« The Toad and the Fox | Main | Open Mike: Notes vs.* Art »

Friday, 30 September 2022


Feed You can follow this conversation by subscribing to the comment feed for this post.

Indeed, the scale and depth of Ian’s destruction is hard to fathom from afar. And the story’s far from finished as Ian heads back inland to the Carolinas as I write. Given the current climate patterns and water temperature shifts I just don’t see how south coastal Florida can remain habitable for long.

Back to the ostensible subject of this blog, once again bad weather can make for exceptional photography. Imagine you’ve been assigned to cover this mess. How do you convey the situation to the rest of the nation with your little camera? Try to separate yourself from the human misery for a moment to look at the best news photos from the NYT, AP, Reuters, Washington Post, et.al. Hilary Swift’s work is some of my favorite. She easily trombones between wide-angle situation establishment and close-in human image so vivid you can feel the pain of her subjects. But there are many very skilled snappers down there now presenting a clinic on how to take pictures that work.

With climate change, your friends could still
move to the highest capital city, Santa Fe, NM, at 7000 feet, almost one third higher than Denver. I spent 5 years there. Great black and white photo opportunities, too.

Makes me wonder how our friend Ned Bunnel is making out. Hopefully still up North.

I really dislike storms, but there's no escaping at least some variety. A hurricane would be my nightmare. Here in Duluth we get the occasional really strong straightline windstorm that knocks down trees everywhere, but they are over quickly.

Many years ago, I was a college student in coastal Florida on a campus with salt water on two sides. We looked forward to hurricane season hoping for a few days of excitement without classes. Thankfully we were annually disappointed.

My aunt lived in a water-front house on Florida's west coast and every few years she was flooded -- sometimes an inch or two, occasionally more. Once she escaped to a high school gymnasium while a foot of salt water invaded her house and ruined ... a lot of stuff. Finally, as much as she loved living on the water, she moved away. An expensive lesson. Her nephew was relieved.

We can learn from our mistakes. If we're smart, we learn from the mistakes of others. Keep an eye on Coastal Florida Real Estate prices to see how much we've learned from Ian.

Sanibel, Florida City Official Says Damage is 'Biblical,' Island Now Cut Off From Mainland

Strange thing is these storms have different names in different parts of the world - hurricanes in the Americas, typhoons in East Asia and cyclones in northern Australia. They are all the same thing, a deep low originating over tropical seas. Perhaps these different names prevent us from seeing how significant and frequent these events can be.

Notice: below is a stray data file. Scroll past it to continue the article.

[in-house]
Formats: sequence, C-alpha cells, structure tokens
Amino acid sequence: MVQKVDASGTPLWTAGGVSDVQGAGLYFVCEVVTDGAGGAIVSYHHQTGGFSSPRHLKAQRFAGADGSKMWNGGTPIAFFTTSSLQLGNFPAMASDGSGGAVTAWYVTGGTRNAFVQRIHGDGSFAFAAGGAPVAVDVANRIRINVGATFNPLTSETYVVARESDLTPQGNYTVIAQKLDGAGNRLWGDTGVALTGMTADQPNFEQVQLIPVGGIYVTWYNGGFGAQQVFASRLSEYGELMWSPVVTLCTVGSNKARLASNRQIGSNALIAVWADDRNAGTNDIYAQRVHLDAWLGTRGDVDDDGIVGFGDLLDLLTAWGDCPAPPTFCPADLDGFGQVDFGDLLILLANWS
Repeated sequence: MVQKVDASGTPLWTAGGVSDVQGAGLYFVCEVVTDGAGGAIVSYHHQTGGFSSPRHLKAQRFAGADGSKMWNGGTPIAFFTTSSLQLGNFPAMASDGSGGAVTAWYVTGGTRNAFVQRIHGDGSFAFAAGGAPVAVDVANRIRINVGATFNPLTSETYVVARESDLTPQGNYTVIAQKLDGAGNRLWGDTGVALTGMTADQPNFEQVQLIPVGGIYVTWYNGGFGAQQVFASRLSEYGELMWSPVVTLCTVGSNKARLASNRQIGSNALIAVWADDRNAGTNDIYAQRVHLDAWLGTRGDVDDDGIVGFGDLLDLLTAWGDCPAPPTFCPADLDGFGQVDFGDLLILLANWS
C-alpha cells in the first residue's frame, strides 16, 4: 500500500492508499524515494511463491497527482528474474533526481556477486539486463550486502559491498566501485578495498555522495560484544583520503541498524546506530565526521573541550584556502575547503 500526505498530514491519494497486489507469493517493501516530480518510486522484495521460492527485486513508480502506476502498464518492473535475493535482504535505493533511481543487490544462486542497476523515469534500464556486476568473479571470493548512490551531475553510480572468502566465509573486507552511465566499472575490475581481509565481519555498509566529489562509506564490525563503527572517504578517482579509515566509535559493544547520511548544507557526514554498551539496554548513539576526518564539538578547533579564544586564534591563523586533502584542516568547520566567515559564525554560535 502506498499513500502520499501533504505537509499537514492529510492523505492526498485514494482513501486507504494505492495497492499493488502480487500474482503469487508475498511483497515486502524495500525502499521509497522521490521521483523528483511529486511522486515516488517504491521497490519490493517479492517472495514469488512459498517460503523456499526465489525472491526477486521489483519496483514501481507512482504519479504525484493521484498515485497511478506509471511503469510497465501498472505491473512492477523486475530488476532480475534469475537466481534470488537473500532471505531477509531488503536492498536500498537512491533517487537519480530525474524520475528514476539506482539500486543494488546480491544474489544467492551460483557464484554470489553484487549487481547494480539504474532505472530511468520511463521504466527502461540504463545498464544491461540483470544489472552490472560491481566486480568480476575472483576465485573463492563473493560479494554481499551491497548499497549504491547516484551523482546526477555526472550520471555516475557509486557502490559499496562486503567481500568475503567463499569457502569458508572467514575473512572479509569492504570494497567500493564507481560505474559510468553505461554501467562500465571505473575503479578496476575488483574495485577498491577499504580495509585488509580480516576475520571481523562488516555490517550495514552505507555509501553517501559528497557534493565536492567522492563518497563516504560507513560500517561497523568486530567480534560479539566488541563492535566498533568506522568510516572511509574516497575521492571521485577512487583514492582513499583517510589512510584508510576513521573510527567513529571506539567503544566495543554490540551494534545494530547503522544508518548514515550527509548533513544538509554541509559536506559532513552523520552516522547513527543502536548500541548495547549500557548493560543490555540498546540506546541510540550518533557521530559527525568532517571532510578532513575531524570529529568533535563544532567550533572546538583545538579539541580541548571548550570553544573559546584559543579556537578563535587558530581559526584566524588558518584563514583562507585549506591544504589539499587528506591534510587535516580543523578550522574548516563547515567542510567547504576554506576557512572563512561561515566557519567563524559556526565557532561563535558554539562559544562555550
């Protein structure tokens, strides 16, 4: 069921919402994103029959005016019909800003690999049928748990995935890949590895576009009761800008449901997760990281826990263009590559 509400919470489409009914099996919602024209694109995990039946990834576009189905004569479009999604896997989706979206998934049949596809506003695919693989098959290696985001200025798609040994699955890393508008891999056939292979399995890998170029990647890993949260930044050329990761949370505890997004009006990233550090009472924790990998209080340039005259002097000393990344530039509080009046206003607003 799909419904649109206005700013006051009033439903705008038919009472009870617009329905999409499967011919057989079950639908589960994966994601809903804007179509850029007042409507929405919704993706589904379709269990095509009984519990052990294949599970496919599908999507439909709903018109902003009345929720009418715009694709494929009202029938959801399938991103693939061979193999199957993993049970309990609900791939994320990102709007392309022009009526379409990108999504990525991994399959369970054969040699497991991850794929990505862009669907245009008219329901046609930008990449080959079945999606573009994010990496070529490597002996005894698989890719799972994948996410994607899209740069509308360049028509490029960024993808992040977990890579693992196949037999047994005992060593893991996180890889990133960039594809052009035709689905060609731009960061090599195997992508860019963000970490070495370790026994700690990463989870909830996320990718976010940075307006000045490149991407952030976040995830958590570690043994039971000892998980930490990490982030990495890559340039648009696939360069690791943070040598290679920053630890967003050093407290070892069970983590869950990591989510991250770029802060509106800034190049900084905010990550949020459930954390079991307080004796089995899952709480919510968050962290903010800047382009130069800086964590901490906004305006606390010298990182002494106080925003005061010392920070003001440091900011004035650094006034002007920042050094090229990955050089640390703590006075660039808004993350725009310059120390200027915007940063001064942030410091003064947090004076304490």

I feel terrible for the people in the path of this storm.
We got hammered about a decade ago. A storm tore up the roof and blew apart the north end of the house.
Sitting out a storm in a house with no power and only half a roof is bad but what is happening down south in Ian is horrific.
It is going to take a decade or more to recover from this monster.

[I remember that well, Mike. Hail went right through the siding, right? And the Weber grill went cartwheeling down the deck.


And Mrs. Plews was without you for a while, but you made it home. Glad you have not had any reprise of that. --Mike]

Lest we forget, recently there were also the people of Puerto Rico. Everyone, including the news media, seems to have completely forgotten about the impact of Hurricane Fiona on them. And...it was like, what? About about week or so before Ian? And, did you see the temporary bridge that was completely washed away by Fiona that was put in place after the original bridge destroyed by...Hurricane Maria?

And, out West, I've personally had people who are dear to me lose virtually everything in they had in the world to the Camp Fire (which, lest we forget, completely destroyed the town of Paradise, CA) and the Glass Fire.

Then there was the Altas Fire, the Creek Fire, the Dixie Fire, the Thomas Fire, the Carr Fire, the Rush Fire, the August Complex Fire. I could go on, but you get my point...

In response to Chris - here is a map showing all tropical cyclones worldwide, color coded for intensity (it maybe a few years out of date).


Tropical cyclone is the name for all such storms - local areas have their own names as chris mentioned. In meteorology a low pressure system is called a cyclone (winds rotating anti clockwise in the northern hemisphere, clockwise in the Southern Hemisphere). A high pressure is called an anticyclone.

The really sad thing about this is that these storms are only getting more frequent and stronger until humans make significant changes to the way they live. Not much hope of that happening anytime soon.

The comments to this entry are closed.



Blog powered by Typepad
Member since 06/2007